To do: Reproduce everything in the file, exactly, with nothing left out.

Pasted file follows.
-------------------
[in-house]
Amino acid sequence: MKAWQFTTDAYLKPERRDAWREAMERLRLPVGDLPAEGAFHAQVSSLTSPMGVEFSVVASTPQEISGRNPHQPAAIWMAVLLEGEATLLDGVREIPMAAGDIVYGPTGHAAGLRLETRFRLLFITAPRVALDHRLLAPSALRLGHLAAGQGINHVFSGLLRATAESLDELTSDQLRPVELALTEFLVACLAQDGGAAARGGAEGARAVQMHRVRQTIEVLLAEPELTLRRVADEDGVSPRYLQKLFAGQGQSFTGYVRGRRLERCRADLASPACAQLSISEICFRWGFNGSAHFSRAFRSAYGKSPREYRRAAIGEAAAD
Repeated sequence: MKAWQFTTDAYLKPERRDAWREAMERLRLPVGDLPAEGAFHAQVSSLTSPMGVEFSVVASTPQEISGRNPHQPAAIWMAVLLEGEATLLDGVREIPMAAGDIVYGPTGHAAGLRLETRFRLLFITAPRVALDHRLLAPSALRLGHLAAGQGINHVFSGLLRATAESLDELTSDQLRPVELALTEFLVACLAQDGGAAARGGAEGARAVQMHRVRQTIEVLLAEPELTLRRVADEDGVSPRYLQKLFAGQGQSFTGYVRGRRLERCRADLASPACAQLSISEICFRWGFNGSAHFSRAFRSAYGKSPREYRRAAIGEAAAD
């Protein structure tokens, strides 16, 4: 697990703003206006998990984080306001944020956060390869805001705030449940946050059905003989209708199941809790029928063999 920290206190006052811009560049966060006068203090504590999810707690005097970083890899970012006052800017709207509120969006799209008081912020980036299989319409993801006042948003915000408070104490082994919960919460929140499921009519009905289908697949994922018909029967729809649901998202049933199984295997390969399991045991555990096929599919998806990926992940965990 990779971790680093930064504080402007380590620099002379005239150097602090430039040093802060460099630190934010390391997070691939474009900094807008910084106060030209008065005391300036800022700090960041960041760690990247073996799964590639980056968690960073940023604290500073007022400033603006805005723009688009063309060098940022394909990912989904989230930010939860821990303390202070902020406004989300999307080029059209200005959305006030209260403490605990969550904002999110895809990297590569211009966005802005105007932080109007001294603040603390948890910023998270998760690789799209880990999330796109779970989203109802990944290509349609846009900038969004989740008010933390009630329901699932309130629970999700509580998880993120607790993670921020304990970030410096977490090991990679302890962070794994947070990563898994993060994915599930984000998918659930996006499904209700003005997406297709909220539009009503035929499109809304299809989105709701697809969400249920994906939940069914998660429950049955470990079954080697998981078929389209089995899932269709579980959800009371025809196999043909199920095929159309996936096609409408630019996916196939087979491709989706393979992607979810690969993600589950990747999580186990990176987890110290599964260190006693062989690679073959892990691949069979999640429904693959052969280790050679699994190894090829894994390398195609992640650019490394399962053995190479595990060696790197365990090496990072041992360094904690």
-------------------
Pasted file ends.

[in-house]
Amino acid sequence: MKAWQFTTDAYLKPERRDAWREAMERLRLPVGDLPAEGAFHAQVSSLTSPMGVEFSVVASTPQEISGRNPHQPAAIWMAVLLEGEATLLDGVREIPMAAGDIVYGPTGHAAGLRLETRFRLLFITAPRVALDHRLLAPSALRLGHLAAGQGINHVFSGLLRATAESLDELTSDQLRPVELALTEFLVACLAQDGGAAARGGAEGARAVQMHRVRQTIEVLLAEPELTLRRVADEDGVSPRYLQKLFAGQGQSFTGYVRGRRLERCRADLASPACAQLSISEICFRWGFNGSAHFSRAFRSAYGKSPREYRRAAIGEAAAD
Repeated sequence: MKAWQFTTDAYLKPERRDAWREAMERLRLPVGDLPAEGAFHAQVSSLTSPMGVEFSVVASTPQEISGRNPHQPAAIWMAVLLEGEATLLDGVREIPMAAGDIVYGPTGHAAGLRLETRFRLLFITAPRVALDHRLLAPSALRLGHLAAGQGINHVFSGLLRATAESLDELTSDQLRPVELALTEFLVACLAQDGGAAARGGAEGARAVQMHRVRQTIEVLLAEPELTLRRVADEDGVSPRYLQKLFAGQGQSFTGYVRGRRLERCRADLASPACAQLSISEICFRWGFNGSAHFSRAFRSAYGKSPREYRRAAIGEAAAD
């Protein structure tokens, strides 16, 4: 697990703003206006998990984080306001944020956060390869805001705030449940946050059905003989209708199941809790029928063999 920290206190006052811009560049966060006068203090504590999810707690005097970083890899970012006052800017709207509120969006799209008081912020980036299989319409993801006042948003915000408070104490082994919960919460929140499921009519009905289908697949994922018909029967729809649901998202049933199984295997390969399991045991555990096929599919998806990926992940965990 990779971790680093930064504080402007380590620099002379005239150097602090430039040093802060460099630190934010390391997070691939474009900094807008910084106060030209008065005391300036800022700090960041960041760690990247073996799964590639980056968690960073940023604290500073007022400033603006805005723009688009063309060098940022394909990912989904989230930010939860821990303390202070902020406004989300999307080029059209200005959305006030209260403490605990969550904002999110895809990297590569211009966005802005105007932080109007001294603040603390948890910023998270998760690789799209880990999330796109779970989203109802990944290509349609846009900038969004989740008010933390009630329901699932309130629970999700509580998880993120607790993670921020304990970030410096977490090991990679302890962070794994947070990563898994993060994915599930984000998918659930996006499904209700003005997406297709909220539009009503035929499109809304299809989105709701697809969400249920994906939940069914998660429950049955470990079954080697998981078929389209089995899932269709579980959800009371025809196999043909199920095929159309996936096609409408630019996916196939087979491709989706393979992607979810690969993600589950990747999580186990990176987890110290599964260190006693062989690679073959892990691949069979999640429904693959052969280790050679699994190894090829894994390398195609992640650019490394399962053995190479595990060696790197365990090496990072041992360094904690």